Islamic Groups Secure Closure of Two Indonesian Churches

Samuel Rionaldo | Compass Direct News | Tuesday, December 4, 2007

Islamic Groups Secure Closure of Two Indonesian Churches

December 4, 2007

JAKARTA – Attacking the house of a Baptist pastor and protesting the presence of a Catholic temple, radical Muslim groups got authorities to close down two churches in the past two weeks.

In Banten province, extremists from the Islamic Defender Forces (Front Pembela Islam, or FPI) on November 21 attacked the Tangerang home of the Rev. Bedali Hulu, pastor at Jakarta Christian Baptist Church (GKBJ), kicking out doors and windows, breaking glass and throwing the pastor’s belongings from the house. The church had been meeting in the pastor’s home.

At the time of the attack, only the pastor’s mother-in-law and a member of the church, Temaziduhu Laoli, were in the house, located at Perumahan Permata Sepatan, Desa Pisangan Jaya in Tangerang. Habib Muhammad Assegaf led the attack.

As a result of the attack and objections to the church, Rev. Hulu met with Pisangan Jaya village leaders on November 22 – with the result that officials asked him to leave the territory until tensions cooled. Activities at the church, which has a permit and is registered with Religious Affairs authorities, came to a halt.

“It’s okay for a while, but I’ll be back,” said Rev. Hulu. His wife and his mother-in-law were allowed to remain in their house.

The pastor previously had met with Pisangan Jaya village authorities on Nov. 8, sources said, after about 10 Muslim extremists on November 4 arrived at a Sunday school class at the house church, ordering shocked children to stop meeting. That night, they said, protestors returned and forced those present to halt their worship.

Before the November 21 attack, sources said, Muslim extremists from the FPI on November 19 hand-delivered a letter to Rev. Hulu at his home demanding that the church close down.

At the November 22 meeting with the pastor were GKBJ leaders and Hanie Lawrence, chairman of Damai Sejahtera Party (PDS) of Banten territory, along with Pisangan Jaya Village leaders under the district military post command.

The PDS’s Lawrence told Compass that the Muslim extremists of the FPI were mistaken by claiming all area residents supported the closing of the church. He said one of the Muslim group’s demands was that the church pay a fee.

The church activities began in June 2005, and objections didn’t arise until January 4, 2007, when area residents asked that the church shut down because it was meeting in a home.

Loud Demands

In West Jakarta, about 75 Muslim demonstrators on November 23 demanded a halt to the ministries of Damai Kristus (Christ’s Peace), a Catholic church in Kampung Duri.

Marching against the church ostensibly because it didn’t have the proper permit for expansion – local authorities had denied the parish priest’s application without explanation – the irate demonstrators walked from Al Maulana mosque to the church yelling “Allahu Akbar [God is Great].”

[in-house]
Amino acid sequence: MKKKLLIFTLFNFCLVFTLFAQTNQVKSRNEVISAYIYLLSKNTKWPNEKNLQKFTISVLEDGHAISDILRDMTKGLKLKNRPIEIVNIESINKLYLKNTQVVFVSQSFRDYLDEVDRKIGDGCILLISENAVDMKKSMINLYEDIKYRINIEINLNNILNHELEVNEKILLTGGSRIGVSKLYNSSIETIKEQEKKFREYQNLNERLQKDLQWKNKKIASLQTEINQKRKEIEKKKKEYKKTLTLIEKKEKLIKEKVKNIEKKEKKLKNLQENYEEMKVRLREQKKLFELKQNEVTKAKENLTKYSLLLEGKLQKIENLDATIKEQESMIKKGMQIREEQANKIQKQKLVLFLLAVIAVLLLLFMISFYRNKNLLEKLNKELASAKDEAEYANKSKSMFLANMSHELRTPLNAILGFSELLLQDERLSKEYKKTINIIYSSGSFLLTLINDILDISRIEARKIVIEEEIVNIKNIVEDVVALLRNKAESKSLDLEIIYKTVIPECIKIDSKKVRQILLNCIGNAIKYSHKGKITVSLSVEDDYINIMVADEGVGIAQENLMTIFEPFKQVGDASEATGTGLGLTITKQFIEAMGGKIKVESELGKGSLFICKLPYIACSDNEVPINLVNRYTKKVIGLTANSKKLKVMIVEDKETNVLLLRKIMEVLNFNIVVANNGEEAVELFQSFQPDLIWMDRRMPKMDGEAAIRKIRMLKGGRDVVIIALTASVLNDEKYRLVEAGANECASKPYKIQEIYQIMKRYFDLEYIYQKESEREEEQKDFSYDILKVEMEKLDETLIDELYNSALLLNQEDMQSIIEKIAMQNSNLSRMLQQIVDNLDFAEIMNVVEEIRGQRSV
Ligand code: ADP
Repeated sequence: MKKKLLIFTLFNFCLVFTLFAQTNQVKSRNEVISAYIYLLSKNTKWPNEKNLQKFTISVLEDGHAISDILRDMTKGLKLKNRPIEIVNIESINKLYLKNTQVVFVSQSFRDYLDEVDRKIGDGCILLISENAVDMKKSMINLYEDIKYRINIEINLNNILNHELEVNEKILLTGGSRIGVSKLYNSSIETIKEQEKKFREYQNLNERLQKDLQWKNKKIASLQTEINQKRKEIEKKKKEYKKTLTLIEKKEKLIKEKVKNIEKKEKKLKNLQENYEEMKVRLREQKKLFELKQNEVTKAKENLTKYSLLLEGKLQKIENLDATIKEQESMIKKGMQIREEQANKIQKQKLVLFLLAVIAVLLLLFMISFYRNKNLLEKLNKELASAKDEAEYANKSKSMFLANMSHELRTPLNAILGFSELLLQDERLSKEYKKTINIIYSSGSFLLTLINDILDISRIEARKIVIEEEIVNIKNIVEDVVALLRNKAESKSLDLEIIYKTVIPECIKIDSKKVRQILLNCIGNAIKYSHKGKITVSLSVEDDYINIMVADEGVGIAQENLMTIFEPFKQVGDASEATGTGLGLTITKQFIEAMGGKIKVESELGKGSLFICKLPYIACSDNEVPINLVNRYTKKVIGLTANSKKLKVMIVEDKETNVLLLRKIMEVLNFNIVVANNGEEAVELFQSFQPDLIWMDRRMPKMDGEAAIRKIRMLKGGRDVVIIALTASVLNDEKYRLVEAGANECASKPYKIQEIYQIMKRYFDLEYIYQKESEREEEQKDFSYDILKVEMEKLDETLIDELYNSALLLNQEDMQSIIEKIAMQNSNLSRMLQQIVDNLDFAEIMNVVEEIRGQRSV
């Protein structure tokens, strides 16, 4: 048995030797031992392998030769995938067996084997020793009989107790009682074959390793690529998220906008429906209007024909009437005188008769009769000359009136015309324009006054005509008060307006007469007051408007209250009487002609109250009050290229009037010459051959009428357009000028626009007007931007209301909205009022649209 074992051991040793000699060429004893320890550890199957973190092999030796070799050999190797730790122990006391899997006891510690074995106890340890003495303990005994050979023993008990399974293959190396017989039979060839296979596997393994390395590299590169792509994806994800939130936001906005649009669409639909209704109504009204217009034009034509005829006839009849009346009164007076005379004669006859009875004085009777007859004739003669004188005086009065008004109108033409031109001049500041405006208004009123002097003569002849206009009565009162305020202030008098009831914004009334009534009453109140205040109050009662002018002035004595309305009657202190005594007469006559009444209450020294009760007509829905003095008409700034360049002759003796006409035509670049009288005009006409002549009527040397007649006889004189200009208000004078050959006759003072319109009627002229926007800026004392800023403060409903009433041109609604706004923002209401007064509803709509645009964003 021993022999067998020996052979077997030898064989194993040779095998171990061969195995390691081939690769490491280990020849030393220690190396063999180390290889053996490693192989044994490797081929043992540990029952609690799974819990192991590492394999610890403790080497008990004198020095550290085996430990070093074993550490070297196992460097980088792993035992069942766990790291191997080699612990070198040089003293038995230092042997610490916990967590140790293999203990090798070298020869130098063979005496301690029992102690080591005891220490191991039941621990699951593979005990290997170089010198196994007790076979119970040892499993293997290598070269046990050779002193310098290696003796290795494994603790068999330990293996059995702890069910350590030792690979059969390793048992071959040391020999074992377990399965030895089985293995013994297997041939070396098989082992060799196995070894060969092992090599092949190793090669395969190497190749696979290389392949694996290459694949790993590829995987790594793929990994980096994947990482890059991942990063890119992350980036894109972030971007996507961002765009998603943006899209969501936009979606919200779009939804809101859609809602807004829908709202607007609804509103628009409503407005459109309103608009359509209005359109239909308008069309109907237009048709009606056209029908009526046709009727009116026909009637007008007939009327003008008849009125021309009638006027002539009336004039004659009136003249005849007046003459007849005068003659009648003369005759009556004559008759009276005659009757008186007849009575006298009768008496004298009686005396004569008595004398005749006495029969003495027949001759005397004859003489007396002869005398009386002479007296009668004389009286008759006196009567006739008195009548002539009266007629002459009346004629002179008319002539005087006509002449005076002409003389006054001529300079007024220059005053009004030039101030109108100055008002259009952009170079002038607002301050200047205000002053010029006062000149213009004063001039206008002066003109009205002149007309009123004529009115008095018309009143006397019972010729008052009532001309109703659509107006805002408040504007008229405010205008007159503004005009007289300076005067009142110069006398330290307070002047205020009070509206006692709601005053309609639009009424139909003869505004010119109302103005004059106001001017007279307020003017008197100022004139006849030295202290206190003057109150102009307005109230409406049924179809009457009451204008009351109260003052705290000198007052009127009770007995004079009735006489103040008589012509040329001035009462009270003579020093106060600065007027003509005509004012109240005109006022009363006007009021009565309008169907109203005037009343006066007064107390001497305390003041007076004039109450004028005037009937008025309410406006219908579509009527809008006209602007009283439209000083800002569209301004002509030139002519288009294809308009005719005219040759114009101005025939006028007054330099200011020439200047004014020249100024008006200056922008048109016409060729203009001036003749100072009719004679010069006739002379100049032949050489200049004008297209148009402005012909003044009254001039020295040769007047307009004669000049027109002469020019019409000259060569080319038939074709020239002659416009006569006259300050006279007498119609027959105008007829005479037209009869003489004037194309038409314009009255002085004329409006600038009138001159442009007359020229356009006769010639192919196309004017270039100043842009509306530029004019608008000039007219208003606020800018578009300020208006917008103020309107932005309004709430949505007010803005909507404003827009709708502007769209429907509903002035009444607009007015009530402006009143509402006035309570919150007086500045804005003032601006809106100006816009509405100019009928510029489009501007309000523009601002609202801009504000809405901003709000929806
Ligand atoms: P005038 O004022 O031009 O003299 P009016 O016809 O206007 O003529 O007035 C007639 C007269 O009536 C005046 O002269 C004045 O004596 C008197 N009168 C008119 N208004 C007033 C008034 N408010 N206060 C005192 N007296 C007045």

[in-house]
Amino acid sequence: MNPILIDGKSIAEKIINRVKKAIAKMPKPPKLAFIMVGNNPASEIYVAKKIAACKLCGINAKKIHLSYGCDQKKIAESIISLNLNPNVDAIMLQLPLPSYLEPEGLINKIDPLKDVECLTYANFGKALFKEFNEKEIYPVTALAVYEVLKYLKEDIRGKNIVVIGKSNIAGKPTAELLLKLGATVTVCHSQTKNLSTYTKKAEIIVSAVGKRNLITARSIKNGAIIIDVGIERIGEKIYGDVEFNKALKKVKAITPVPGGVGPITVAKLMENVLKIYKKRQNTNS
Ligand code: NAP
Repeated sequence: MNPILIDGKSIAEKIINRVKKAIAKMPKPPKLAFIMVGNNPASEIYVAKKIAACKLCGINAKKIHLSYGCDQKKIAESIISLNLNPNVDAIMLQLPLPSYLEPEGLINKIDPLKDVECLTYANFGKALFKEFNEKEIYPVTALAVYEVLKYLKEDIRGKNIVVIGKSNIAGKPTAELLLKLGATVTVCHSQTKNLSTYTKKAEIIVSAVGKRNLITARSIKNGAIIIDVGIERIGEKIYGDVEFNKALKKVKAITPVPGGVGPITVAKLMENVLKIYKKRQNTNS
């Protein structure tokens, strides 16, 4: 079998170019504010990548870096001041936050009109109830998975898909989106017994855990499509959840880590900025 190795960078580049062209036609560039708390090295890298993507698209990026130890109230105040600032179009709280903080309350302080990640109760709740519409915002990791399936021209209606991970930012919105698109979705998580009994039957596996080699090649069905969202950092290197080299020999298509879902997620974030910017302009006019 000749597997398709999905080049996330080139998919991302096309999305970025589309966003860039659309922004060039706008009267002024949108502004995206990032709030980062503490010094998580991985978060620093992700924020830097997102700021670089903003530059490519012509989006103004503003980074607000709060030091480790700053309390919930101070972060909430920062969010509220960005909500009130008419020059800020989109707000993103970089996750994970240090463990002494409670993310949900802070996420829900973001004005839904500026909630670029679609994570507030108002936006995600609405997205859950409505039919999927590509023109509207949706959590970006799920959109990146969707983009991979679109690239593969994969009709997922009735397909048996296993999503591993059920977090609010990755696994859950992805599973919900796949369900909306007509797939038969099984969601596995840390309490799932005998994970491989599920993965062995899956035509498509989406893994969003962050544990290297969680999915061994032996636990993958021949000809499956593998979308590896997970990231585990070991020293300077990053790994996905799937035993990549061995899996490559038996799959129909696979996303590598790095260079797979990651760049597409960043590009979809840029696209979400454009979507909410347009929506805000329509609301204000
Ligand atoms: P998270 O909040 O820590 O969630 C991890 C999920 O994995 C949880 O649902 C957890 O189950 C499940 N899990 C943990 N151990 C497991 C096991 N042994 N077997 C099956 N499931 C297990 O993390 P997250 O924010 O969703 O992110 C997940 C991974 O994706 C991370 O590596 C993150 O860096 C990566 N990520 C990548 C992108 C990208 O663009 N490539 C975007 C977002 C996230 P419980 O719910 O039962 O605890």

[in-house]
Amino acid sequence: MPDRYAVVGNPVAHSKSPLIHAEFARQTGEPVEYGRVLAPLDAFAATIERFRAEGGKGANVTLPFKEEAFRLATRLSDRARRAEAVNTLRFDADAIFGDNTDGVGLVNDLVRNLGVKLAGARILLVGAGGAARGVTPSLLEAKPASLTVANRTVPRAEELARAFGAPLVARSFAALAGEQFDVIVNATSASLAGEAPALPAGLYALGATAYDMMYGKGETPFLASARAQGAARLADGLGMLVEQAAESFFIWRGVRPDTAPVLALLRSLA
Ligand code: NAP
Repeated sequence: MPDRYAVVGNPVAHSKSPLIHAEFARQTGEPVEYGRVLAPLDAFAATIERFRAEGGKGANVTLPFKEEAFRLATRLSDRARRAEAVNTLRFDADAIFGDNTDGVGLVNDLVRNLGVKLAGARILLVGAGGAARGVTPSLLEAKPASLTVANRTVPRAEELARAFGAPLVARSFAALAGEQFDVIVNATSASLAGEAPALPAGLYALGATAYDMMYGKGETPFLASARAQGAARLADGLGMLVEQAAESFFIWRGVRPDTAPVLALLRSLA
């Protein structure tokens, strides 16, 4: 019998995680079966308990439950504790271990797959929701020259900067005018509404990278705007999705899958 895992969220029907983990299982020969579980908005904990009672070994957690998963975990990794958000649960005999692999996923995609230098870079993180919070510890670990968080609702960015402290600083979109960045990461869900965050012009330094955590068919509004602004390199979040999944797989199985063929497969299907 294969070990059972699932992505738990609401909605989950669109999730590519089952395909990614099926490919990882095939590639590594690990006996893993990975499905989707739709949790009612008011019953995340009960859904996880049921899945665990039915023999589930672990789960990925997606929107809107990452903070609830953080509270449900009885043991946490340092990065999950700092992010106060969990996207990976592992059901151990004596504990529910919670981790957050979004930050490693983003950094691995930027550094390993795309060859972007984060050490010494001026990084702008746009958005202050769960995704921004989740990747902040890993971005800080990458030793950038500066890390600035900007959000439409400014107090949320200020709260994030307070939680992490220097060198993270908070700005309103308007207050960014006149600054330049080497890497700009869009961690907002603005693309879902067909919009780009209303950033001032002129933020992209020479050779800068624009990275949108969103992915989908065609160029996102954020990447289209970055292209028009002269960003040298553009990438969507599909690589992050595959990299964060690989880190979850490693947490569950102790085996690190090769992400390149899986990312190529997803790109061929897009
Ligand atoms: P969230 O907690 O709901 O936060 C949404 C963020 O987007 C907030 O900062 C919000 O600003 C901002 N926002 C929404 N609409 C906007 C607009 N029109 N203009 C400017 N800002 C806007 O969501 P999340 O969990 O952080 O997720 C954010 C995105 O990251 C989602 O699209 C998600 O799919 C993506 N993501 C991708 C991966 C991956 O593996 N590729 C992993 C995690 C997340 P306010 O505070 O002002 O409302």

About 15 protesters, including members of the FPI, undertook tense discussions with the church board at the parish house, along with some local government members. Under the banners of The South Duri Region Mosque-Musholla and the Majlis Ta’lim Cooperation Forum, they submitted several demands that in essence would require the church to stop all of its activities – permanently.

Sources said the protestors threatened violence if church leaders refused to comply with their demands and tried to force clergymen to remove all religious symbols.

The church leaders refused their demand to cease activities, saying such requests could only be made by an official letter from West Jakarta officials. The protestors left the church, returning shortly thereafter with a letter from the Tambora district head requiring the church to halt its ministries.

Previously, beginning November 19, local officials and police had asked church leaders to explain new construction on the church premises, pointing out that the parish priest did not have a permit to build a place of worship. Clergymen Anton Corebima and Frans Susanto explained that the new construction was for living quarters, not a church.

The parish priest had applied for the building permit and was immediately refused without explanation, according to Asia News.

The property had been zoned as a residential area, with the Mother of Sacred Heart Foundation originally using it for a multi-function room of a Catholic school, the agency reported. Gradually it grew into a small church, and area zoning was changed from residential to social function in 1998.

The church, which is registered with religious authorities, reportedly has some 4,000 parishioners.

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